Sending Letters and Postcards
We’ve previously spoken about the text messaging app, Whatsapp, that we recommend you download to stay in constant contact with friends and family. We’ve also put together this resource with further options for staying in touch with loved ones while traveling and/or living abroad. Still, today we’d like to encourage you to fall back on the age-old tradition of sending letters, cards, and postcards.
Depending on how young you are, you may have never really gotten into the idea of sending physical mail and this idea may feel foreign and odd to you. But we assure you, the thrill of getting something personal in the mail is real and it still brings a smile to any recipient’s face!
Why send snail mail?
Taking the time to sit down and pen out a letter to Mom or Dad may seem unnecessary when you can shoot them an email or Whatsapp that will arrive in an instant, but we believe snail mail is more valuable for these reasons:
1.) Make your loved ones FEEL loved: If you have parents who are anything like ours, they will be sending little cards and ‘hellos’ in the mail as soon as they get your address. Whether you are the first to ever wander so far from the nest or the second or third to put them through this separation anxiety, the reality is the same—they’re not used to having their baby so far away. They are thinking about (and probably worrying about) you 24/7.
While they probably do take comfort in the thought that you are so busy exploring and discovering a new culture that you don’t have much time to write, the short letter or personalized card from time-to-time will bring a HUGE smile to their face! It means a lot to be remembered and reminded that someone took time out of their busy life to drop you a line, especially (so we are told) if that someone is your child.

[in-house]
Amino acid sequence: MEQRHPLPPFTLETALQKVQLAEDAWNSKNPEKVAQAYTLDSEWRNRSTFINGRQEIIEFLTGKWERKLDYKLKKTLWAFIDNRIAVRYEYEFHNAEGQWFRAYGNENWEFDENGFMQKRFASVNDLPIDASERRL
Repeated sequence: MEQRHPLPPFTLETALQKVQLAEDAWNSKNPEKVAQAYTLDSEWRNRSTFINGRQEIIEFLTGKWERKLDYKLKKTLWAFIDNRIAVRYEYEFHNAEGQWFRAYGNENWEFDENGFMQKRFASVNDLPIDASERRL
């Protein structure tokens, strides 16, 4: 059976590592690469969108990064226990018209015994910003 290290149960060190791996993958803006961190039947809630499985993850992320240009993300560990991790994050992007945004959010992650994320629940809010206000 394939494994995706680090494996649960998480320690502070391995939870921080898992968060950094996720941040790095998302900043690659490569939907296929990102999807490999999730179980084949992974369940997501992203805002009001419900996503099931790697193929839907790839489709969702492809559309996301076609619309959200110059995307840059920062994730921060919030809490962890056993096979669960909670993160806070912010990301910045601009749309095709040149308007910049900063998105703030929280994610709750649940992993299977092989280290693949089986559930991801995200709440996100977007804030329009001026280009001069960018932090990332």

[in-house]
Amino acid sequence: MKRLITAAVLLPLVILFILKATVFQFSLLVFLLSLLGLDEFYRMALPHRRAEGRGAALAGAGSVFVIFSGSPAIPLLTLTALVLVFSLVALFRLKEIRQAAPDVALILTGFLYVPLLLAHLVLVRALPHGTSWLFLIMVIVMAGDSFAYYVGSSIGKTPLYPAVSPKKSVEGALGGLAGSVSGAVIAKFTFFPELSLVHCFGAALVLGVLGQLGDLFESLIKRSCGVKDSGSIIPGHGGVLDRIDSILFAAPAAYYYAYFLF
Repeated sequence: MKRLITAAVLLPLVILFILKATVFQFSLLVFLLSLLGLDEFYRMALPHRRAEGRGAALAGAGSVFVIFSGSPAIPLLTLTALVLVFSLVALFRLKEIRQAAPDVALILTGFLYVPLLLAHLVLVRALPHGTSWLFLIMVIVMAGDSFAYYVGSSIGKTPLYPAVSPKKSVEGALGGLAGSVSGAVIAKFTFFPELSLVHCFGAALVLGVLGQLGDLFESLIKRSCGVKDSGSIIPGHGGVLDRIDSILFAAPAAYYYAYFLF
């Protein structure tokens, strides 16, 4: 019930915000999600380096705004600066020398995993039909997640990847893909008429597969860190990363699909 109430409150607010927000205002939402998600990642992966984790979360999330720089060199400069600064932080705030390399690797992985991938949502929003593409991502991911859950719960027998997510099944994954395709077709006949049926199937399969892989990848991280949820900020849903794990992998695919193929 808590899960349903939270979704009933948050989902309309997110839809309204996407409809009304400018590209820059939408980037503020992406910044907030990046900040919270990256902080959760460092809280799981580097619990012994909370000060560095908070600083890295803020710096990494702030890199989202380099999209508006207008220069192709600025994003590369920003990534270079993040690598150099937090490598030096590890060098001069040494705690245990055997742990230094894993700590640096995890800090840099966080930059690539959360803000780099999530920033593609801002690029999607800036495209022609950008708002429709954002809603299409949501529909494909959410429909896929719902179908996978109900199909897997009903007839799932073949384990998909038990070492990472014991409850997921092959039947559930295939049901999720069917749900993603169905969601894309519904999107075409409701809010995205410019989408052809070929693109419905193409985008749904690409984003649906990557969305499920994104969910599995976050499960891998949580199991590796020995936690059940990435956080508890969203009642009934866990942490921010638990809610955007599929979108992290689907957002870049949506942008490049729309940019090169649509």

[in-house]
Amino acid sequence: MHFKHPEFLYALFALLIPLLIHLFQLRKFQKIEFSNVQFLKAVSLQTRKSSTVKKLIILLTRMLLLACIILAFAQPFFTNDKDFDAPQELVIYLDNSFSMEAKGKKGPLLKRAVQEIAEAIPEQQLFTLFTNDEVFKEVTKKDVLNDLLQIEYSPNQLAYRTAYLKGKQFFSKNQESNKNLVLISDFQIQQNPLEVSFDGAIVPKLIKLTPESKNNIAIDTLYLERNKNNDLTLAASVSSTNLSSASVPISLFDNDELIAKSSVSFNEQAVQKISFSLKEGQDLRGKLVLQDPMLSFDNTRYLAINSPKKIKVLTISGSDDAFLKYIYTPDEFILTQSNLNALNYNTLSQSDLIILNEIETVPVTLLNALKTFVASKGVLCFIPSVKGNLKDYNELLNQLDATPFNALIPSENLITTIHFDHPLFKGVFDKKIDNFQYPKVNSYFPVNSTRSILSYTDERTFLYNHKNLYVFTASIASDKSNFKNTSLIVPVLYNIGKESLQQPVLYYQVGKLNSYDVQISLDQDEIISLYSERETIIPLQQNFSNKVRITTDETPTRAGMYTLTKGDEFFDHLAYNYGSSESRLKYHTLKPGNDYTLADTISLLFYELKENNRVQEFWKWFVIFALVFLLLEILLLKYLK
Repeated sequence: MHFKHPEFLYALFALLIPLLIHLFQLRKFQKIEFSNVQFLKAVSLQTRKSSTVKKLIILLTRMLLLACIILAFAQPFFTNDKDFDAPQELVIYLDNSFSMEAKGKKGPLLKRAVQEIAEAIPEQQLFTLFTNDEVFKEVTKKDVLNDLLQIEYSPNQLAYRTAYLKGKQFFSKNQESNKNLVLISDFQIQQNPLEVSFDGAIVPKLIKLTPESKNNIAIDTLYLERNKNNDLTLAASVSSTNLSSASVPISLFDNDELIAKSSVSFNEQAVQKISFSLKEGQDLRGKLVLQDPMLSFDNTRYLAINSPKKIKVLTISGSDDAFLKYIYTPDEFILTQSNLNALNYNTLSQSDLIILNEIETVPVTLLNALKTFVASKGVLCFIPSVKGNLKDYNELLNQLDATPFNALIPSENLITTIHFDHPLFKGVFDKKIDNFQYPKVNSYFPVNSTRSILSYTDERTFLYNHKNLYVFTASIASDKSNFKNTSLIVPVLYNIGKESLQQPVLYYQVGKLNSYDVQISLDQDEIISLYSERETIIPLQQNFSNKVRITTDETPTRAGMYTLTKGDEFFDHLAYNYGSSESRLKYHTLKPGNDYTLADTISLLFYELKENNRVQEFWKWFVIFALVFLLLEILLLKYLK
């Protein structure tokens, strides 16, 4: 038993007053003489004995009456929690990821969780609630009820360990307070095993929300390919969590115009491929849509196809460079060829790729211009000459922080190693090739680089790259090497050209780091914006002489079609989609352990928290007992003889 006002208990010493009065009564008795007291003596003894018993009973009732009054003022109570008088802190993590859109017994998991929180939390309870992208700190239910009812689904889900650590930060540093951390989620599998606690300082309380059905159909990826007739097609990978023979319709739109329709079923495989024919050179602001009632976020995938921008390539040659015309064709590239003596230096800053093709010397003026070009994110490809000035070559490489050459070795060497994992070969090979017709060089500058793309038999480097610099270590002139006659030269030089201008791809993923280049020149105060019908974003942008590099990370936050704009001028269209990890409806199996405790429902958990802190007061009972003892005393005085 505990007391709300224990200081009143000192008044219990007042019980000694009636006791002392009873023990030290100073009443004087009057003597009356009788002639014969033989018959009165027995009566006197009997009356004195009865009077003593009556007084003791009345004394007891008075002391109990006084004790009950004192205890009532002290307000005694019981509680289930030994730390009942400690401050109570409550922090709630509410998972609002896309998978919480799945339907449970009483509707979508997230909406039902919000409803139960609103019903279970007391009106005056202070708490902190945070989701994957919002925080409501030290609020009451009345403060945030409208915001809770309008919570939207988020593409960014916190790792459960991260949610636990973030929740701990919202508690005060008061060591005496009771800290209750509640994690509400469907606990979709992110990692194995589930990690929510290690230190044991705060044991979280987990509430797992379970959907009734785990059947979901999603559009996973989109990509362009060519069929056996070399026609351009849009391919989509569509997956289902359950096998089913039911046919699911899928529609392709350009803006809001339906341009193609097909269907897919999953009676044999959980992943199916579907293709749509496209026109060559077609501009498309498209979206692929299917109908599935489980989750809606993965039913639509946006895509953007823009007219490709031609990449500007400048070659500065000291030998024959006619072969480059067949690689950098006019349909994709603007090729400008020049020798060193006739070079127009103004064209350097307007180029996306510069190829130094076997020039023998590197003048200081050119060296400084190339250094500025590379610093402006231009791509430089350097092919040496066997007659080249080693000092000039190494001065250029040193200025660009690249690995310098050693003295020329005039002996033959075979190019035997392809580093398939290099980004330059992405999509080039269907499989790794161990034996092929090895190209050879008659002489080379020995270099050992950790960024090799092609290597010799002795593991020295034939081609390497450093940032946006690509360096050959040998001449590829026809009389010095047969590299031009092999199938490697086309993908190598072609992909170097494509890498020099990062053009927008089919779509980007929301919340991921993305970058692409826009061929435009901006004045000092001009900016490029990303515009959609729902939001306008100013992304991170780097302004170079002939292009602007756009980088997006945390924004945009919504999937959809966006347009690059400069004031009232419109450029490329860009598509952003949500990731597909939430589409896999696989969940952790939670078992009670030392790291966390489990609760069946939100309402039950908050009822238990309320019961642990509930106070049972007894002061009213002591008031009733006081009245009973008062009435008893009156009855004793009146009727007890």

2.) Maintain the connection: The same goes for your friends—you may be the first to study abroad and so people are very curious and intrigued to know about your lifestyle so far away. Or perhaps you have friends who have studied abroad in the past and who are a bit envious that you’re living that exciting life while they’re back to their everyday routine in the States. Whatever the situation, sending a note affirms the fact that these friends ARE on your mind and you haven’t forgotten about them in the novelty of your Spanish adventure.
It’s important to realize that, especially if you live abroad long-term, some friendships start to drift apart and this can be very disheartening. However, if you make an effort to share a bit of your life abroad with your friends through sending them genuine updates about your travels and everyday life it opens up a means of communication for them to share the same—and thus for you to actually know about each other’s lives. In reality, it is not the distance between friends that sometimes leads to unraveling friendships but rather the reality that they no longer know anything about the other’s day-to-day in order to feel connected. Letters and cards can prevent this loss of connection.
3.) Mundane details matter: On that note, remember that you don’t have to say anything awe-inspiring in your letter. Sometimes we feel that we should only send mail if we have some special to celebrate or report and that’s simply not true.
Case-in-point: Dani once wrote a really long letter in which she explained little things like the persianas (specific kind of blinds) on our windows in Spain and how garbage pick-up and recycling work in Granada. Her parents were thrilled! Why? Because those little details felt mundane to her but, for them, they were intriguing differences that helped her parents picture life 4,000 miles away and feel a part of it each time they picked that letter up.
On the flip side, be sure to ask about their lives and show interest in the events or developments you’ve missed that are important to the people you are writing to. Even if you feel like you’re leading a ‘more interesting’ life at the moment, friends especially can get easily turned off if you send cards and postcards that simply feel like you boasting rather than communicating.